A hemp extract known as CBD oil is selling fast at local Houston-area smoke shops.
But the legal ambiguity of CBD oils and extracts has left many government agencies scratching their heads.
Users of the product claim it relieves stress, treats migraines and combats anxiety better than pharmaceuticals they’ve tried. Some of them say it can have positive effects on chronic medical conditions as well.
“It’s blowing up in popularity,” said Kevin, who works at a smoke shop southwest of downtown. “People with everything from diabetes, cancer, epilepsy are seeing positive results.”
The cannabidiol (CBD) extracts are made from industrial-grade hemp – the same type of plant used to make hemp clothing and hemp seed oil. Sellers say the oils do not contain traceable levels of tetrahydrocannabinol (THC), the psychoactive chemical found in marijuana. They say that while it might help with anxiety, CBD does not get you “high.”
A Houston-area CBD distributor Aaron Petersen said he started taking CBD after a car accident. He said few drops of CBD oil helped with pain and inflammation, and he can now “sleep deeper and feel better.”
KHOU 11 News contacted the Drug Enforcement Agency, the Texas Department of Public Safety, the Office of the Attorney General for the State of Texas, the Harris County District Attorney’s Office and the Houston Police Department.
The Harris County District Attorney’s Office said it will address the use of CBDs on a case-by-case basis and let the testing of the products determine their legal status. The DA’s Office said this is a new trend it will now have to address.
Houston Police Department spokesman Keese Smith told KHOU 11 News they have seen increasing amounts of CBD products, but they are not concerned with the product in the same way they were with the recent synthetic cannabis, or “kush” epidemic.
“If it does not have THC, it is legal,” Smith said.
Smith added HPD’s approach to the matter is an “educational effort.”
HPD Narcotics has tested the openly sold CBD products, and in some tests, they have found trace amounts of THC, which is illegal in Texas.
The HPD spokesman emphasized it is a quality control issue, and there is no certain way to know if the CBD oil you buy is completely THC free. He said the only way to know for sure is independent lab testing.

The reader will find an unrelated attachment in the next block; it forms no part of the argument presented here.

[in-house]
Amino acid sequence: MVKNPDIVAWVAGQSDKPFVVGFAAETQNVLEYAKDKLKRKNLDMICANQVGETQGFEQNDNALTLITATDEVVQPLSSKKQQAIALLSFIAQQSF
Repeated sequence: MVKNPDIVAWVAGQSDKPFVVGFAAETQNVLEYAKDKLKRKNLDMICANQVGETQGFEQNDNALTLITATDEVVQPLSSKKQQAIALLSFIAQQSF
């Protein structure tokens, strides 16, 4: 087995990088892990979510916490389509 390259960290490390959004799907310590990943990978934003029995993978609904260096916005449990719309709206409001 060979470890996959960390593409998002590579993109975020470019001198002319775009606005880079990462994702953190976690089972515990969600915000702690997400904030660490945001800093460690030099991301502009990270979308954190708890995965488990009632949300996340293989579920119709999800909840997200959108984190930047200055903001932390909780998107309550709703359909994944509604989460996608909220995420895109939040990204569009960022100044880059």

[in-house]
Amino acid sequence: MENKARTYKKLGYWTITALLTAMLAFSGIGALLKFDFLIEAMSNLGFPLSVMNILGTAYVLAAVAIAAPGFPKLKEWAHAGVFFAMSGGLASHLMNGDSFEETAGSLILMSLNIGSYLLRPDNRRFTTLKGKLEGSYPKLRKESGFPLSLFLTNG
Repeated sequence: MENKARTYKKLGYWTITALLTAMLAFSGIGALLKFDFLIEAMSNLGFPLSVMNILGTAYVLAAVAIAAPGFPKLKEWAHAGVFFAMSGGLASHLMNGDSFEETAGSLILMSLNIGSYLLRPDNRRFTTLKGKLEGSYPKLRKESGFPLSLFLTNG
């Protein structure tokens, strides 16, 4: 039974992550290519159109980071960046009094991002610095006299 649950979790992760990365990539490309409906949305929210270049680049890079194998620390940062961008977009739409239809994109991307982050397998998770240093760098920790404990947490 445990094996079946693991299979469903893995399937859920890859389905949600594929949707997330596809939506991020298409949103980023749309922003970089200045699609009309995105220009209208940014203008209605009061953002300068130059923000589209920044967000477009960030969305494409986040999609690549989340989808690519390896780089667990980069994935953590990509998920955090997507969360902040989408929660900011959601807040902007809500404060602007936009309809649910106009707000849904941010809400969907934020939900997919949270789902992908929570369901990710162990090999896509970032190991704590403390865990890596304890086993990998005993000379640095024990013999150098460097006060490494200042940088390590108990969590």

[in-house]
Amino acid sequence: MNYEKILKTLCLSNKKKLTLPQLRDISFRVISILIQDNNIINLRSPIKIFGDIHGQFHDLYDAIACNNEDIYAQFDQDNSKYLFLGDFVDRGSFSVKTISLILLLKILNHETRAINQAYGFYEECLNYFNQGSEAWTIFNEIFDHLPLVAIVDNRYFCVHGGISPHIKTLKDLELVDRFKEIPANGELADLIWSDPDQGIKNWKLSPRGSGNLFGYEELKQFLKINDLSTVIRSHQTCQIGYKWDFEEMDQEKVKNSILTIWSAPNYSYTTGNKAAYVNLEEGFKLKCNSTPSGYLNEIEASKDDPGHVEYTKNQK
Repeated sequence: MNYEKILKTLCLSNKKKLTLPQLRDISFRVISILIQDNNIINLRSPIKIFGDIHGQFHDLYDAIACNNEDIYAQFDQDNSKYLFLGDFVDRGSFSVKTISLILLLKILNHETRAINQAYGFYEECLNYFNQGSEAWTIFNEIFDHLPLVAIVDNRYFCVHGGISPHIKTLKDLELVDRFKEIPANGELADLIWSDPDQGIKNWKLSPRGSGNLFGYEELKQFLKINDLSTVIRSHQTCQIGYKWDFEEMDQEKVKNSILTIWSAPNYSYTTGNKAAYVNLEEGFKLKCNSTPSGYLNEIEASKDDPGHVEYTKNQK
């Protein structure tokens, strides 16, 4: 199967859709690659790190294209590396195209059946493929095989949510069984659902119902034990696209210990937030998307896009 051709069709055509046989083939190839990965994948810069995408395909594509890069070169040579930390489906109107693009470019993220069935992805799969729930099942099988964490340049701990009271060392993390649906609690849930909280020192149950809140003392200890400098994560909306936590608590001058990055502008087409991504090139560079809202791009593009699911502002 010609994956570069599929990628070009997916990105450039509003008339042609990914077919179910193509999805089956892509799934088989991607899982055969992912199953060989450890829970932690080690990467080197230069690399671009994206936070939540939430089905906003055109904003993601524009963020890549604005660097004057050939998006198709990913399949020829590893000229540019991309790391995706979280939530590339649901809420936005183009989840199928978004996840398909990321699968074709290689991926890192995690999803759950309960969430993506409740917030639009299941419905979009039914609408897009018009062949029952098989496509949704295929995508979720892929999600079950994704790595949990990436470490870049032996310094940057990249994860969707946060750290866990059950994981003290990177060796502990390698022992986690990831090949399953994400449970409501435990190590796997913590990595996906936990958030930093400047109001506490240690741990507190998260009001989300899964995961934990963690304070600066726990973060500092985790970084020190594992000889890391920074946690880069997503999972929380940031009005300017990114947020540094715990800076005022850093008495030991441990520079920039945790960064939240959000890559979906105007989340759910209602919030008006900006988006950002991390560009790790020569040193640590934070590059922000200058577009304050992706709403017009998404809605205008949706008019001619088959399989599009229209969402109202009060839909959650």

“CBDs aren’t illegal,” said Fort Bend County Sheriff’s Office Captain Josh Dale. “There is no legislative statute right now that makes CBDs illegal to possess in the state of Texas. There is also no federal statute against CBDs right now.”
The most recent legal questions concerning CBDs arose during the Jan. 28 arrest of William Goss, 19, who Fort Bend Precinct 3 Constables said was in possession of marijuana and solid, commercially-available CBD wax.
The wax tested positive for cannabinoids during a field test, according to Fort Bend County Precinct 3 Constable Wayne Thompson.
The manufacturer of the product, a cannabidiol isolate, told KHOU 11 News it is impossible the CBD contained THC and said it was likely a cross-contamination issue.
Constable Thompson does not discount that could have been the case but says the CBD tested positive for THC nonetheless.
“If (the tests) turn like that, you can almost guarantee that’s the real deal, if you know what I’m saying,” Constable Thompson said. “And this one was a really quick result, according to the deputy.”
Thompson said that further lab results will be a factor in the prosecution of this specific case.
“The information’s not out there and that’s what is confusing people,” Kevin said.
Nearly all smoke shops KHOU 11 News visited during the course of this story are currently selling CBD oil. They cost approximately $40 to about $100, depending on the manufacturer, quality and strength.
The users of CBD oil interviewed for this story claim they have not experienced any side effects from smoking the hemp extract.